Cognitive behavioral therapies (CBT) to treat depression added to usual care for people with mild cognitive impairment (MCI) or dementia reduced symptoms of depression and increased remission rates. These findings are based on a meta-analysis published by Cochrane Review. The researchers analyzed the evidence base of randomized controlled trials (RCTs) testing psychological interventions aimed at reducing depression and anxiety in people with dementia or MCI. For this analysis CBT-based treatments included CBT, behavioral activation, and problem-solving therapy. The outcomes of CBT-based treatments for depression symptoms varied with the cognitive diagnosis. CBT interventions appeared to . . .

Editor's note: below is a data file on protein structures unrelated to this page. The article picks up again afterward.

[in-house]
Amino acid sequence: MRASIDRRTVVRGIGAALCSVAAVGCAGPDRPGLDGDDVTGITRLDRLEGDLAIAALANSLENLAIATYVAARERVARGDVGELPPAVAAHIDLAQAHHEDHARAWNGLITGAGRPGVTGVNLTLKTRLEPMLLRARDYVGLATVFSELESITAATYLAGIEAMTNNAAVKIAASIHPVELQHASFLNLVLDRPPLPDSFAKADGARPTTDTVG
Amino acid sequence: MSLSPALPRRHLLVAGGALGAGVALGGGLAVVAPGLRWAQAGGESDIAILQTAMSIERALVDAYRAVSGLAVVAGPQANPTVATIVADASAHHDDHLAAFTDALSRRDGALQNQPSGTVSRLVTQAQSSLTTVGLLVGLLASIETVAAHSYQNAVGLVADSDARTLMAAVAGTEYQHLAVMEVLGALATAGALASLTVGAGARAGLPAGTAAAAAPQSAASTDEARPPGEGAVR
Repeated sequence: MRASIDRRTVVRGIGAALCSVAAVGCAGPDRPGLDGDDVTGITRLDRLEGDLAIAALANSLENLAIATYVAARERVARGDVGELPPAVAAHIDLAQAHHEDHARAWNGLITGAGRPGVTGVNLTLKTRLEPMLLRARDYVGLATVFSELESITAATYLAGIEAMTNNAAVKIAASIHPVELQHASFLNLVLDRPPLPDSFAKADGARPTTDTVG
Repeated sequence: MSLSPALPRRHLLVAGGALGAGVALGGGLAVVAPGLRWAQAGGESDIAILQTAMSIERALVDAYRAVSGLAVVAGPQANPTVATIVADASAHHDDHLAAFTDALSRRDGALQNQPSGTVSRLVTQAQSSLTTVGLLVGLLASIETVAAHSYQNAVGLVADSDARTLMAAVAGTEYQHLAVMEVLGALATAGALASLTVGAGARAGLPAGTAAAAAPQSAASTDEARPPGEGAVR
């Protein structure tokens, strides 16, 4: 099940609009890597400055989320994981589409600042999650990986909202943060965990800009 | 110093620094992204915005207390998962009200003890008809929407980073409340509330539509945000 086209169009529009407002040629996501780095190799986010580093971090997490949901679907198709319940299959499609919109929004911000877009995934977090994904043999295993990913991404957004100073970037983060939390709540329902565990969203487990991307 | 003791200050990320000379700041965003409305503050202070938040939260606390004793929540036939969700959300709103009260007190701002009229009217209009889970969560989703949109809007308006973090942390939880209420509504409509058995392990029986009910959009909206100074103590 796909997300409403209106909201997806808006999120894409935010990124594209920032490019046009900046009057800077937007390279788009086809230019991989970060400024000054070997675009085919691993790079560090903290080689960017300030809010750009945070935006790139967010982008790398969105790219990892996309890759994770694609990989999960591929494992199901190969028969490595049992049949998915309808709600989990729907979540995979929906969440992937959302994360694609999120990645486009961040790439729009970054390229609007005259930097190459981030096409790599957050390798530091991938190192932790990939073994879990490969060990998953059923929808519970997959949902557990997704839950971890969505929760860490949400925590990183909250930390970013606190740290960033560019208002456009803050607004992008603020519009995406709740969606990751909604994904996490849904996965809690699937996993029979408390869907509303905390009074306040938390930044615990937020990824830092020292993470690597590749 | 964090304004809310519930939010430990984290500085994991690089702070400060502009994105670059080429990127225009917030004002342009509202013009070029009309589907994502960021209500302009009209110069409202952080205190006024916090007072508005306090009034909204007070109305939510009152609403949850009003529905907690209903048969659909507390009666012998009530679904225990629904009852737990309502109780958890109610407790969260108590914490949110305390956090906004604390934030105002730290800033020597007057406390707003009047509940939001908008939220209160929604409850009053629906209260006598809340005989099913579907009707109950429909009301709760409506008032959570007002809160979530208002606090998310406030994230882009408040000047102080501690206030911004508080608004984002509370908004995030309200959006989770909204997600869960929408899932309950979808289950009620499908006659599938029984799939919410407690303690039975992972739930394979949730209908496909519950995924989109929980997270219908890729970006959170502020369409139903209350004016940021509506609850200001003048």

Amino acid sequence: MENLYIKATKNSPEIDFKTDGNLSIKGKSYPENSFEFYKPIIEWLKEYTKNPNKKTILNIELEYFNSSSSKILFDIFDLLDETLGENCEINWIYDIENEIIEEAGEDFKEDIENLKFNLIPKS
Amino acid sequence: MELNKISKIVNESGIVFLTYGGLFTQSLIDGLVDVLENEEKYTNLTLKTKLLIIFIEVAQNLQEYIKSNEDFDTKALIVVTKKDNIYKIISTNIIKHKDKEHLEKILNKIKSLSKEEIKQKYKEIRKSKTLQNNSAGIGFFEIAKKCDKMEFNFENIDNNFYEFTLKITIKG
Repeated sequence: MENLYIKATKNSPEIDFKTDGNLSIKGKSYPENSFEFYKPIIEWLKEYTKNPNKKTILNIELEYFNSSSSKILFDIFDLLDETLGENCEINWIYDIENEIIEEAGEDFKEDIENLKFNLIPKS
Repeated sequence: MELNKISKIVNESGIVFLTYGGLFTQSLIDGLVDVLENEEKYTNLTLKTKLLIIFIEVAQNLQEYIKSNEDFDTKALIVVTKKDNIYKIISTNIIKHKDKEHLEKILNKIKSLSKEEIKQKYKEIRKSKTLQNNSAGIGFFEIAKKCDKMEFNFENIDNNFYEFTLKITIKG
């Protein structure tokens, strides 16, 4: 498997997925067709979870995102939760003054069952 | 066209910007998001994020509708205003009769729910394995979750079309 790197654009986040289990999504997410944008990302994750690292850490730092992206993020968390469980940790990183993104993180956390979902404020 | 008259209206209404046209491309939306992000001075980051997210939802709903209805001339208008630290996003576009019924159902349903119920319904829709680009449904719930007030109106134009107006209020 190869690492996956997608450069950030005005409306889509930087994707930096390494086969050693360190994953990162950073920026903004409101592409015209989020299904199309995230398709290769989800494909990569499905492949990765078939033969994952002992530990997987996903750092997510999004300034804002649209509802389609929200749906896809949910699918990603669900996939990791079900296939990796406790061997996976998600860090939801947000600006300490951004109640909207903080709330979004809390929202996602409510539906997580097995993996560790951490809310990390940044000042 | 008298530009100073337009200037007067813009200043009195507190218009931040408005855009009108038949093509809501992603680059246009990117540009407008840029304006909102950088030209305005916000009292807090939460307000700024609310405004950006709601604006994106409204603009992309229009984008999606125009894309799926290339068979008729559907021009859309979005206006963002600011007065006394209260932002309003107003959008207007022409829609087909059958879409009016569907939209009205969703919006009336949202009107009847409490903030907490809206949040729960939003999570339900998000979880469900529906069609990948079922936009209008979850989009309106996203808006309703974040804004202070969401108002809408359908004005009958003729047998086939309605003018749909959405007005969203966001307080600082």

Restricted Content

You must be an Elite member to view this resource.

Log in | Sign up or learn more about membership options

Tagged As:

Login to access The OPEN MINDS Circle Library. Not a member? Create your free account now!